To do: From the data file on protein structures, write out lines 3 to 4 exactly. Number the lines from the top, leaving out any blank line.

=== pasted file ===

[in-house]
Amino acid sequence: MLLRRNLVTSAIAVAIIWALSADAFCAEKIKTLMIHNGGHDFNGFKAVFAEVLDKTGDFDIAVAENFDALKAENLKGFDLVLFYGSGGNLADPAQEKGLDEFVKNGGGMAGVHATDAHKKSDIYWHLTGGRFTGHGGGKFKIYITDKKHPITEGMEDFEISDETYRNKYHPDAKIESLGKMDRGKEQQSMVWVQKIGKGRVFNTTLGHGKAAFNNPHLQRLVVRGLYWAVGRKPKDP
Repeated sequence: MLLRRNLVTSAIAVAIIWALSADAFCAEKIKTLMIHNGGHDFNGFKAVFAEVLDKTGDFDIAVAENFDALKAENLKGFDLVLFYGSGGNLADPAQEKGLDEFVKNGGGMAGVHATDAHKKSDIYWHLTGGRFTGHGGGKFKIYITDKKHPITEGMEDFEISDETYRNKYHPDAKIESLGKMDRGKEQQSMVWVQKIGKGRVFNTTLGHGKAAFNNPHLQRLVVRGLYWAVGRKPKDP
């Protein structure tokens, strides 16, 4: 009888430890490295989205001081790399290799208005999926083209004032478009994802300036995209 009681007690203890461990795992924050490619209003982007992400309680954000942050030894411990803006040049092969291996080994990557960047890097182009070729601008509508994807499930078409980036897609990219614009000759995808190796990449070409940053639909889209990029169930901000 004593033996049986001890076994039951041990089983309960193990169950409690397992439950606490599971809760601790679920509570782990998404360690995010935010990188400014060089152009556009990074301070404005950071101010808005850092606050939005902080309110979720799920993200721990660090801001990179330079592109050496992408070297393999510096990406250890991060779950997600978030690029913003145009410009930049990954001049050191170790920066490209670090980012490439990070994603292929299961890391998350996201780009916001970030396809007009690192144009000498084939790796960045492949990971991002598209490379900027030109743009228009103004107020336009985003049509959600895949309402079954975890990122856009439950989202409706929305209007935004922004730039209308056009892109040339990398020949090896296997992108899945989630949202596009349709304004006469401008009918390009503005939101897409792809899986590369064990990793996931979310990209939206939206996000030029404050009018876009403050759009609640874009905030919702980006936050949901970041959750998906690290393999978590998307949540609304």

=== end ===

Repeated sequence: MLLRRNLVTSAIAVAIIWALSADAFCAEKIKTLMIHNGGHDFNGFKAVFAEVLDKTGDFDIAVAENFDALKAENLKGFDLVLFYGSGGNLADPAQEKGLDEFVKNGGGMAGVHATDAHKKSDIYWHLTGGRFTGHGGGKFKIYITDKKHPITEGMEDFEISDETYRNKYHPDAKIESLGKMDRGKEQQSMVWVQKIGKGRVFNTTLGHGKAAFNNPHLQRLVVRGLYWAVGRKPKDP
């Protein structure tokens, strides 16, 4: 009888430890490295989205001081790399290799208005999926083209004032478009994802300036995209 009681007690203890461990795992924050490619209003982007992400309680954000942050030894411990803006040049092969291996080994990557960047890097182009070729601008509508994807499930078409980036897609990219614009000759995808190796990449070409940053639909889209990029169930901000 004593033996049986001890076994039951041990089983309960193990169950409690397992439950606490599971809760601790679920509570782990998404360690995010935010990188400014060089152009556009990074301070404005950071101010808005850092606050939005902080309110979720799920993200721990660090801001990179330079592109050496992408070297393999510096990406250890991060779950997600978030690029913003145009410009930049990954001049050191170790920066490209670090980012490439990070994603292929299961890391998350996201780009916001970030396809007009690192144009000498084939790796960045492949990971991002598209490379900027030109743009228009103004107020336009985003049509959600895949309402079954975890990122856009439950989202409706929305209007935004922004730039209308056009892109040339990398020949090896296997992108899945989630949202596009349709304004006469401008009918390009503005939101897409792809899986590369064990990793996931979310990209939206939206996000030029404050009018876009403050759009609640874009905030919702980006936050949901970041959750998906690290393999978590998307949540609304």